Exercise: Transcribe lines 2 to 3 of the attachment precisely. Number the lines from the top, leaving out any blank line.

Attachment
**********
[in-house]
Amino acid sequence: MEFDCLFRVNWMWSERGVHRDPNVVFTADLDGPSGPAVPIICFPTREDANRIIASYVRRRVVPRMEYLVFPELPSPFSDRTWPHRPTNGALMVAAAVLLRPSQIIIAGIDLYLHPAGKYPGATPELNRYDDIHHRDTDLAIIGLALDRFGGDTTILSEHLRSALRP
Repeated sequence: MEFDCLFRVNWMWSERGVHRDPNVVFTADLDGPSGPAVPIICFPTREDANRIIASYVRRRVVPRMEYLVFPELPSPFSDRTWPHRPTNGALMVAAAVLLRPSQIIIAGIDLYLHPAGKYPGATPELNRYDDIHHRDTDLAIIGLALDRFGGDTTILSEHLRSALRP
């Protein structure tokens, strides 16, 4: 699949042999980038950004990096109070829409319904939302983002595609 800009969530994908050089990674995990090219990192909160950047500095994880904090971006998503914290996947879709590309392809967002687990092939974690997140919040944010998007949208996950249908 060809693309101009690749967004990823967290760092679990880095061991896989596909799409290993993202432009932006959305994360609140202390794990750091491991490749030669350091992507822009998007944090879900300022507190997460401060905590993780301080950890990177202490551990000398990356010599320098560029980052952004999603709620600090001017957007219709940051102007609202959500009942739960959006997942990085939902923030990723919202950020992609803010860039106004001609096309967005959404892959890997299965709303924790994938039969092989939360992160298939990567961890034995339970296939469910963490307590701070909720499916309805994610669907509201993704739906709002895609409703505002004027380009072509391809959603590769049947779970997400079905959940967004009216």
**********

Amino acid sequence: MEFDCLFRVNWMWSERGVHRDPNVVFTADLDGPSGPAVPIICFPTREDANRIIASYVRRRVVPRMEYLVFPELPSPFSDRTWPHRPTNGALMVAAAVLLRPSQIIIAGIDLYLHPAGKYPGATPELNRYDDIHHRDTDLAIIGLALDRFGGDTTILSEHLRSALRP
Repeated sequence: MEFDCLFRVNWMWSERGVHRDPNVVFTADLDGPSGPAVPIICFPTREDANRIIASYVRRRVVPRMEYLVFPELPSPFSDRTWPHRPTNGALMVAAAVLLRPSQIIIAGIDLYLHPAGKYPGATPELNRYDDIHHRDTDLAIIGLALDRFGGDTTILSEHLRSALRP